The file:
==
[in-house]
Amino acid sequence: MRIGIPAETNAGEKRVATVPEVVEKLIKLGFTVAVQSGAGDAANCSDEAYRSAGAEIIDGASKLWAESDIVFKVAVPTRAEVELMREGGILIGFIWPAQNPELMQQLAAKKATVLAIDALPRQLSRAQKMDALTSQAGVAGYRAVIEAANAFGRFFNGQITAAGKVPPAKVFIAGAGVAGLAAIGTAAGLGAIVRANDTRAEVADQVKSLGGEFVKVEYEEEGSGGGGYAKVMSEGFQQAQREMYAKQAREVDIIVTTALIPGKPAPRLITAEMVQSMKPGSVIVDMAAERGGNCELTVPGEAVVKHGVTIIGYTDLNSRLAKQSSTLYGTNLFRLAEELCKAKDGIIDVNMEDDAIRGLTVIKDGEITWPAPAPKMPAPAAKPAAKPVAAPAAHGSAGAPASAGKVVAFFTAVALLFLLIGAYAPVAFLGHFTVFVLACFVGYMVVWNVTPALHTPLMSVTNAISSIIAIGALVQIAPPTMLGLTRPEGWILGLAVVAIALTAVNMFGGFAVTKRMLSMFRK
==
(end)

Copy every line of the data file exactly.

[in-house]
Amino acid sequence: MRIGIPAETNAGEKRVATVPEVVEKLIKLGFTVAVQSGAGDAANCSDEAYRSAGAEIIDGASKLWAESDIVFKVAVPTRAEVELMREGGILIGFIWPAQNPELMQQLAAKKATVLAIDALPRQLSRAQKMDALTSQAGVAGYRAVIEAANAFGRFFNGQITAAGKVPPAKVFIAGAGVAGLAAIGTAAGLGAIVRANDTRAEVADQVKSLGGEFVKVEYEEEGSGGGGYAKVMSEGFQQAQREMYAKQAREVDIIVTTALIPGKPAPRLITAEMVQSMKPGSVIVDMAAERGGNCELTVPGEAVVKHGVTIIGYTDLNSRLAKQSSTLYGTNLFRLAEELCKAKDGIIDVNMEDDAIRGLTVIKDGEITWPAPAPKMPAPAAKPAAKPVAAPAAHGSAGAPASAGKVVAFFTAVALLFLLIGAYAPVAFLGHFTVFVLACFVGYMVVWNVTPALHTPLMSVTNAISSIIAIGALVQIAPPTMLGLTRPEGWILGLAVVAIALTAVNMFGGFAVTKRMLSMFRK